Why April 24 TikTok Hoax Is 'Harmful' to Survivors of Sexual Violence

Over the past week, TikTok users have been making videos warning people about an alleged "national day" of rape and sexual assault.

They warned that videos were circulating on the platform where some men had allegedly declared April 24 "National Rape Day." Some said they were not sure if the claims were a joke, but warned people to be wary on the day just in case.

But a spokesperson for TikTok told Newsweek that it has not found any evidence of videos promoting a "national" day of carrying out rape and sexual assault on the app.

They added that "our safety team is remaining vigilant and we will remove content that violates our policies."

Now, anti-sexual violence organizations have told Newsweek about how the hoax is harmful to survivors of sexual violence.

"Language that condones sexual assault is unacceptable and harmful to survivors," Heather Drevna, the vice president of communications at RAINN (Rape, Abuse & Incest National Network), said.

"Sexual assault is never something to joke about or make light of, and we are glad to see so many speaking out against it in response."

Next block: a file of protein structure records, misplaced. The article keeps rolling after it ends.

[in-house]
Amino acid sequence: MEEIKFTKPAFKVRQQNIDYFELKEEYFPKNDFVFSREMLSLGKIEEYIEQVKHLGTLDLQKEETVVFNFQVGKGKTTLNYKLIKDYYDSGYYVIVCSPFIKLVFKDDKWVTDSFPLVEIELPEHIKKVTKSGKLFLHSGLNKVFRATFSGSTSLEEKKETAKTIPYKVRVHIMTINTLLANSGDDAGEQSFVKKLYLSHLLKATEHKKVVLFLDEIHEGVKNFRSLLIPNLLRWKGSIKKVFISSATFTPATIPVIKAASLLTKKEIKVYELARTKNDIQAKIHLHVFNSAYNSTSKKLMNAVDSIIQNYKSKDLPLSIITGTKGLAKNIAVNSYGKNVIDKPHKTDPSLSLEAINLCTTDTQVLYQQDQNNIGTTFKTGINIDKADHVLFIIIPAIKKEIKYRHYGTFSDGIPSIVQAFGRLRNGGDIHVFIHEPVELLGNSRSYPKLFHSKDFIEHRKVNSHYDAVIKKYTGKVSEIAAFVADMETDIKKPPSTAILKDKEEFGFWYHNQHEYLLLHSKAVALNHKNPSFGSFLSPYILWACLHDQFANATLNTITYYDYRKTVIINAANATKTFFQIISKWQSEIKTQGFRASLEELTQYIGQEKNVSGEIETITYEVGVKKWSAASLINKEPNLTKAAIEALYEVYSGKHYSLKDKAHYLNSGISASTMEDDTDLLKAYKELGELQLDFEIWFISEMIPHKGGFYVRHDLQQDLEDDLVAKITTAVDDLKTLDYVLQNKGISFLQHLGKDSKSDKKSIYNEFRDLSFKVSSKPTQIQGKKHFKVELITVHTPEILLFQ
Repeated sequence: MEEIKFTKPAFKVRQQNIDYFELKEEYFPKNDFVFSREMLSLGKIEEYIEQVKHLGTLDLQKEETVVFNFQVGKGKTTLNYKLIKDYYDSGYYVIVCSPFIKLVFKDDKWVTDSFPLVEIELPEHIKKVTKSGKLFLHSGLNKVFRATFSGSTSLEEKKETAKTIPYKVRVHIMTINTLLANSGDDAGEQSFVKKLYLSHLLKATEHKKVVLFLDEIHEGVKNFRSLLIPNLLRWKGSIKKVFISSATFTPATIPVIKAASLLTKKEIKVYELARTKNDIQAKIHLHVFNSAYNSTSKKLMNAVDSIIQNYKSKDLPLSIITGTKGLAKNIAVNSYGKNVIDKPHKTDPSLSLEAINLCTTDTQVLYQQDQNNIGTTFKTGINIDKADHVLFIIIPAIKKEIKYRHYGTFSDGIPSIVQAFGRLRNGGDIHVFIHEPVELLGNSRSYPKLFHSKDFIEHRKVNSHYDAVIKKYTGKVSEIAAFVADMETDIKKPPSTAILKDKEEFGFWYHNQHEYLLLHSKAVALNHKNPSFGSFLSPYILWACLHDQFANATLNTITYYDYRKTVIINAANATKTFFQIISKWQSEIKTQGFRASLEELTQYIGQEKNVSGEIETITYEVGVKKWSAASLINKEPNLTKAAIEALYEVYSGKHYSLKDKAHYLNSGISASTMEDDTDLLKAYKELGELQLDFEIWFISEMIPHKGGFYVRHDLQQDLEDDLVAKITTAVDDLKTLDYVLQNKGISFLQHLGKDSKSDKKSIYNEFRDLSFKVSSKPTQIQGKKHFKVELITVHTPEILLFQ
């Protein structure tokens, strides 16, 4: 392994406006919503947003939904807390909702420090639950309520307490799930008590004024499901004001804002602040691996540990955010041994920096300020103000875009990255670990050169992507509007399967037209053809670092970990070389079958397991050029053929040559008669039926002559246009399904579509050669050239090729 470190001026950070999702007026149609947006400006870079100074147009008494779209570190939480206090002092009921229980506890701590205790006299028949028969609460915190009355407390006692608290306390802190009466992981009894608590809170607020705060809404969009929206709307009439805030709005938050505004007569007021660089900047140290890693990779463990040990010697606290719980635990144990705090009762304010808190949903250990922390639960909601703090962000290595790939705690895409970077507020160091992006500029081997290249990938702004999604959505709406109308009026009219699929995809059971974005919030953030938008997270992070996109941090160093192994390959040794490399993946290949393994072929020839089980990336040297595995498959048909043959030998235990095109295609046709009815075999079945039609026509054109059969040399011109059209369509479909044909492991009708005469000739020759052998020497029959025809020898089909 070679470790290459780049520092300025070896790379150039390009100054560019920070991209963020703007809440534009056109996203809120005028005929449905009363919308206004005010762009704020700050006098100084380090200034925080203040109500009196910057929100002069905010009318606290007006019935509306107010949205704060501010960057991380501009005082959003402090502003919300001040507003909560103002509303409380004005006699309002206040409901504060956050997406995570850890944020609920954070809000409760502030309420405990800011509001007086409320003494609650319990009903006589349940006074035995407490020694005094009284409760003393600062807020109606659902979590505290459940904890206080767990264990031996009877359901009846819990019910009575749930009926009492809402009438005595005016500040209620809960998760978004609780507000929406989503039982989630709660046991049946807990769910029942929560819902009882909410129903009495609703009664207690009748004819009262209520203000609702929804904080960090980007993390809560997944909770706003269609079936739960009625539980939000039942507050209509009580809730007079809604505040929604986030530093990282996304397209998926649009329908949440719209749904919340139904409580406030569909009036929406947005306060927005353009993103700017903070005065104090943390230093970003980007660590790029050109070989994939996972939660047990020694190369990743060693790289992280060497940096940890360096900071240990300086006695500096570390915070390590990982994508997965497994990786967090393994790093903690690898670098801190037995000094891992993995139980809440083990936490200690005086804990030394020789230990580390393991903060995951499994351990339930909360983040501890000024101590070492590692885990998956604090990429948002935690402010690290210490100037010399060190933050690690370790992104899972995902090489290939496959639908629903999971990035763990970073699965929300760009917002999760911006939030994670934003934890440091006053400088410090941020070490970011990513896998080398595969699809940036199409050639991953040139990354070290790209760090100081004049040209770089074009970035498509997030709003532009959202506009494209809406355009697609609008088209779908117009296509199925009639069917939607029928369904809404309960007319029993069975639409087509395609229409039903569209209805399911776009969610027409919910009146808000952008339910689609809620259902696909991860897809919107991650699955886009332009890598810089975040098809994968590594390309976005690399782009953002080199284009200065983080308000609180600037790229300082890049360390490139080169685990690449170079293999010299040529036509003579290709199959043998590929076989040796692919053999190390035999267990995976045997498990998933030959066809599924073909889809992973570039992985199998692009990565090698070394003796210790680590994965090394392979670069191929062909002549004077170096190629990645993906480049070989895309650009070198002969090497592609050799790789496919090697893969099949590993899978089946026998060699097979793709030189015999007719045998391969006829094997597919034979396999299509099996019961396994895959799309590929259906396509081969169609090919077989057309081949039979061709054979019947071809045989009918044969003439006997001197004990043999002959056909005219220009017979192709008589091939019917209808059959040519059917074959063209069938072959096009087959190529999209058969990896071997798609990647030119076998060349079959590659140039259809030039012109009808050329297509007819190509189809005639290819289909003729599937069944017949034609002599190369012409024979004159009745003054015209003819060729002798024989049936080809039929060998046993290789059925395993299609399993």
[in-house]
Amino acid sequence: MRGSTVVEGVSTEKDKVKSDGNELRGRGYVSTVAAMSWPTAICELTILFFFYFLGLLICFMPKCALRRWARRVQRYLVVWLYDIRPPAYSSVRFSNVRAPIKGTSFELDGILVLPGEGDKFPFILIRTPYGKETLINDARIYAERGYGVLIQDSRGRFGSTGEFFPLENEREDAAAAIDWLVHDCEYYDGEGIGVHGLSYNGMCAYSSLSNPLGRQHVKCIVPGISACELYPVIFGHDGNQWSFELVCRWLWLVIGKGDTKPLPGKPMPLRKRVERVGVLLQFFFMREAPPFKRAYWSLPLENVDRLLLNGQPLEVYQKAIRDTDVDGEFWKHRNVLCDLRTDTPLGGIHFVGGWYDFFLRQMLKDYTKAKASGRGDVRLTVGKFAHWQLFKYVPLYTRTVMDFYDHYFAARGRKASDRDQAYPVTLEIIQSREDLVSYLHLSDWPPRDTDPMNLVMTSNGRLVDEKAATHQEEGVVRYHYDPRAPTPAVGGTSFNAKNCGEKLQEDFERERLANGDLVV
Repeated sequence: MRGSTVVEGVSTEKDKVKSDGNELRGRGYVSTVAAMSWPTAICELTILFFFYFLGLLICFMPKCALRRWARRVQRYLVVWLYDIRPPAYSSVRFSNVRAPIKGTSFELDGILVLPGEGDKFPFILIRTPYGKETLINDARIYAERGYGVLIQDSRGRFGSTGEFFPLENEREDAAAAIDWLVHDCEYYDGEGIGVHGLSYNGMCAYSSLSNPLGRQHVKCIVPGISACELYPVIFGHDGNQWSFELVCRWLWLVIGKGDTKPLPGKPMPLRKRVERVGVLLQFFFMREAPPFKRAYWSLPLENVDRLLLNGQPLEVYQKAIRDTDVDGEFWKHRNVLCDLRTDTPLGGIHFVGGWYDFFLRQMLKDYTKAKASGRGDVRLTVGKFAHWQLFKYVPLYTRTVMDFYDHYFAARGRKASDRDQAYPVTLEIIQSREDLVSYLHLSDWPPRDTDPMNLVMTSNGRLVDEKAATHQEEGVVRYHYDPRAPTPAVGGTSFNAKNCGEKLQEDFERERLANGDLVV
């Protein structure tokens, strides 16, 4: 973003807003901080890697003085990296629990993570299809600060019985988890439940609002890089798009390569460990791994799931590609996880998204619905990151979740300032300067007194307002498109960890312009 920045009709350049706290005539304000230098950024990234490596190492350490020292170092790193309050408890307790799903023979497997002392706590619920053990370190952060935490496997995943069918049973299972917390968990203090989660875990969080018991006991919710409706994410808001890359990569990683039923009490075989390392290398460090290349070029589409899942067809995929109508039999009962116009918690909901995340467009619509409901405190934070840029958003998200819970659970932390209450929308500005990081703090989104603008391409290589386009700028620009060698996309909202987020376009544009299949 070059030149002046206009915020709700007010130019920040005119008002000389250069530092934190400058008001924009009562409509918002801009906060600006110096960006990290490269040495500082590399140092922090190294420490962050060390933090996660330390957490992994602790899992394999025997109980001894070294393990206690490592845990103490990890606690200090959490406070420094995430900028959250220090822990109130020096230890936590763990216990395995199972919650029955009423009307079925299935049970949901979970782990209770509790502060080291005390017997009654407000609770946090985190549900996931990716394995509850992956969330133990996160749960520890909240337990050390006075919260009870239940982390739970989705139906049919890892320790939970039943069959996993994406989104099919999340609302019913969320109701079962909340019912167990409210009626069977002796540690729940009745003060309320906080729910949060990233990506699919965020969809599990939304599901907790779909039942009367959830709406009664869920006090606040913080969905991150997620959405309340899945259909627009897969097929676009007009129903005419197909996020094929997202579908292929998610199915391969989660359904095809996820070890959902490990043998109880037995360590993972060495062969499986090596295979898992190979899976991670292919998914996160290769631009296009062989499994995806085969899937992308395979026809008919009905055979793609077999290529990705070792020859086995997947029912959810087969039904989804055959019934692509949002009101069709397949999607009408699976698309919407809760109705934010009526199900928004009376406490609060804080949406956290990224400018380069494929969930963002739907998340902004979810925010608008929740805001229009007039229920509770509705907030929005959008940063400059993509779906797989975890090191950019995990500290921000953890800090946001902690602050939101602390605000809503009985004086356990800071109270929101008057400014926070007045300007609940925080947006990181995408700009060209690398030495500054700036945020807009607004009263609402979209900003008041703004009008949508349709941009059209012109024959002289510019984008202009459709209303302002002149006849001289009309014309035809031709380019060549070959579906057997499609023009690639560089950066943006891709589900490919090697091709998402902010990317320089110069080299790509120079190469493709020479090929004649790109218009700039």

A spokesperson for the National Sexual Violence Resource Center (NSVRC) told Newsweek that rape jokes are "always harmful"—including those made in online spaces.

"When unchecked, rape jokes send a harmful message that the trauma of sexual assault is not taken seriously—and that it's okay to use that trauma to be deliberately offensive or shocking for attention on the internet," the spokesperson said.

"Just because disrespectful, dehumanizing, or threatening comments take place behind a screen, it doesn't make their impact on the victim any less real."

For support, the National Sexual Assault Hotline is available 24/7 at 1-800-656-HOPE(4673) or visit the RAINN website to chat online with a trained staff member who can provide confidential crisis support.

Experts warn that such comments can traumatize survivors of sexual assault and normalize not taking sexual abuse seriously.

"Sexist jokes, rape jokes, and victim-blaming comments may not seem like that big of a deal, but they contribute to the same way of thinking that fuels real-life violence," the NSVRC spokesperson said.

"When sexual harassment, abuse, and assault are minimized in online comments, videos, memes, or otherwise, our real-world spaces are influenced by those same disrespectful beliefs and attitudes."

They added: "Although these experiences are unfortunately all too common in the online world, it does not make them any less harmful."

Noting that April is Sexual Assault Awareness Month, the spokesperson added: "When all of us see our role in keeping others safe online by stepping in when we see harmful content or comments, we can build an environment where this type of content cannot thrive."

Learn more about how to prevent online sexual harassment and abuse on the National Sexual Violence Resource Center's website.

TikTok illustration
This illustration picture taken on May 27, 2020 in Paris shows the logo of the social network application TikTok. Martin Bureau/AFP via Getty Images